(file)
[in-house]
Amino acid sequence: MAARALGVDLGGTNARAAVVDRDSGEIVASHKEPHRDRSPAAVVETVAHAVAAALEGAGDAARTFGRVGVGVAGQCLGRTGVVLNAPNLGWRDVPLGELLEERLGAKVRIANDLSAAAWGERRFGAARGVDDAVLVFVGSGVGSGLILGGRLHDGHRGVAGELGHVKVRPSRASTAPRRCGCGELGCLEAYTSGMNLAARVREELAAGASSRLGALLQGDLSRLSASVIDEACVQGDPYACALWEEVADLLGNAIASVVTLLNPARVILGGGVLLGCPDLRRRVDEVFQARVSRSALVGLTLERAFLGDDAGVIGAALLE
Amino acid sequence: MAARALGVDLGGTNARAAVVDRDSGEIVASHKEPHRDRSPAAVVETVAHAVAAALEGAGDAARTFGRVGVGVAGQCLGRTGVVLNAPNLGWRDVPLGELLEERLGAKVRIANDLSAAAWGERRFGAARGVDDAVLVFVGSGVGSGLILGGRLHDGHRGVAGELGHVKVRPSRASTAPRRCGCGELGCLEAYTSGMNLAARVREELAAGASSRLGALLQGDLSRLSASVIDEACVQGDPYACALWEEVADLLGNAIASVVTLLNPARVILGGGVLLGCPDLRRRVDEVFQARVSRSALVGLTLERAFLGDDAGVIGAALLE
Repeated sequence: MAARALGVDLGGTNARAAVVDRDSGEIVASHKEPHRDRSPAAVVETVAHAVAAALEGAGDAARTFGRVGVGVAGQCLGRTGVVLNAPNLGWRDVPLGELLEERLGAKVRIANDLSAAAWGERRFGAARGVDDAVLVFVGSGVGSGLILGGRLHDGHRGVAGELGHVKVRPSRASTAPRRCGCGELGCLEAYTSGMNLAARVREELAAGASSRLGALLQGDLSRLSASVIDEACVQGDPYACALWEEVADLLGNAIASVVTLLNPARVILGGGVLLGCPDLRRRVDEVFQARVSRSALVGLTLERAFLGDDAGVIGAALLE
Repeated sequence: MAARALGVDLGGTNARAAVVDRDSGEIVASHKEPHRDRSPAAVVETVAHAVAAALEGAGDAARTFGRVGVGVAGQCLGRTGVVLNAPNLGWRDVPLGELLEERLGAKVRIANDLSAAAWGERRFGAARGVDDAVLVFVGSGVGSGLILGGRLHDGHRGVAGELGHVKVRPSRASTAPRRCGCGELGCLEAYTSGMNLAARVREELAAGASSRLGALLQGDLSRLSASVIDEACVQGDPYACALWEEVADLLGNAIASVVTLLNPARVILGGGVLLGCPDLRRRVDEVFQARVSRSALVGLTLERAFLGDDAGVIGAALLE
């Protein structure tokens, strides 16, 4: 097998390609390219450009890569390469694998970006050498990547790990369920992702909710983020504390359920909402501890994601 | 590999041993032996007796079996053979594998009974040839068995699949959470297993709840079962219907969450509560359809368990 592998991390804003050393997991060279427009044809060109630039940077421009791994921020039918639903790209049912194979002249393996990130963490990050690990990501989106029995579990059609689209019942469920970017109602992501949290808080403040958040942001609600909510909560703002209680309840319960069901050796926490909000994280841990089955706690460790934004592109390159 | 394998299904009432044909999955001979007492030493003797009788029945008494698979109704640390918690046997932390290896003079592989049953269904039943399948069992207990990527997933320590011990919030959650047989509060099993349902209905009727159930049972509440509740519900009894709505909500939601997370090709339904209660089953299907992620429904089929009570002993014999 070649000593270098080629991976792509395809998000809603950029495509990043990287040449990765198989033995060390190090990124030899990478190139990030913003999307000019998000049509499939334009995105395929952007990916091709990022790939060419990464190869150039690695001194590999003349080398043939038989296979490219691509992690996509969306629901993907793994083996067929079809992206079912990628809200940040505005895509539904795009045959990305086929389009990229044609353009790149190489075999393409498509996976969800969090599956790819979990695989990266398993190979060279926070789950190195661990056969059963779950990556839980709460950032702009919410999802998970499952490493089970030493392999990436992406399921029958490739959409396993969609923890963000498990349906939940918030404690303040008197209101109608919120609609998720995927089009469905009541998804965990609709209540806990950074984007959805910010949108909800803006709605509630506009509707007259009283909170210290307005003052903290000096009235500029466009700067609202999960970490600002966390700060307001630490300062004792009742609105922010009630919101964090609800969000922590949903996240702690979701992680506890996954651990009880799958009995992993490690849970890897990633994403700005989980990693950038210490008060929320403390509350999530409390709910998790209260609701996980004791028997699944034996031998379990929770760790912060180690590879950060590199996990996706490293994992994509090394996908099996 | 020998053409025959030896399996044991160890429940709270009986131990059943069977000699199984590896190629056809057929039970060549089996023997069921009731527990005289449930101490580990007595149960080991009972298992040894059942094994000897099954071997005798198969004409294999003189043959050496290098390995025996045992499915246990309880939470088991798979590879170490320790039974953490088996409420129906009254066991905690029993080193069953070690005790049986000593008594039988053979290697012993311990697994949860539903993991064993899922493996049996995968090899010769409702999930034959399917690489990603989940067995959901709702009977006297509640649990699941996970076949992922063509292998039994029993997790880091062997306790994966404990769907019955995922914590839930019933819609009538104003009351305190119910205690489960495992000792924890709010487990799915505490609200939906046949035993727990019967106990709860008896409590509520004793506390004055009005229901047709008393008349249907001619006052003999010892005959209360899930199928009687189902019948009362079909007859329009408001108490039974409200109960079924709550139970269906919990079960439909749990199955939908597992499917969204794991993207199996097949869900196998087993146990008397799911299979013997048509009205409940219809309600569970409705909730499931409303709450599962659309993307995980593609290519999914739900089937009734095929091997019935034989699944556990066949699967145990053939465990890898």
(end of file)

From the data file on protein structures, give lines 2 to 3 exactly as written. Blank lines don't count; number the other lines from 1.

Amino acid sequence: MAARALGVDLGGTNARAAVVDRDSGEIVASHKEPHRDRSPAAVVETVAHAVAAALEGAGDAARTFGRVGVGVAGQCLGRTGVVLNAPNLGWRDVPLGELLEERLGAKVRIANDLSAAAWGERRFGAARGVDDAVLVFVGSGVGSGLILGGRLHDGHRGVAGELGHVKVRPSRASTAPRRCGCGELGCLEAYTSGMNLAARVREELAAGASSRLGALLQGDLSRLSASVIDEACVQGDPYACALWEEVADLLGNAIASVVTLLNPARVILGGGVLLGCPDLRRRVDEVFQARVSRSALVGLTLERAFLGDDAGVIGAALLE
Amino acid sequence: MAARALGVDLGGTNARAAVVDRDSGEIVASHKEPHRDRSPAAVVETVAHAVAAALEGAGDAARTFGRVGVGVAGQCLGRTGVVLNAPNLGWRDVPLGELLEERLGAKVRIANDLSAAAWGERRFGAARGVDDAVLVFVGSGVGSGLILGGRLHDGHRGVAGELGHVKVRPSRASTAPRRCGCGELGCLEAYTSGMNLAARVREELAAGASSRLGALLQGDLSRLSASVIDEACVQGDPYACALWEEVADLLGNAIASVVTLLNPARVILGGGVLLGCPDLRRRVDEVFQARVSRSALVGLTLERAFLGDDAGVIGAALLE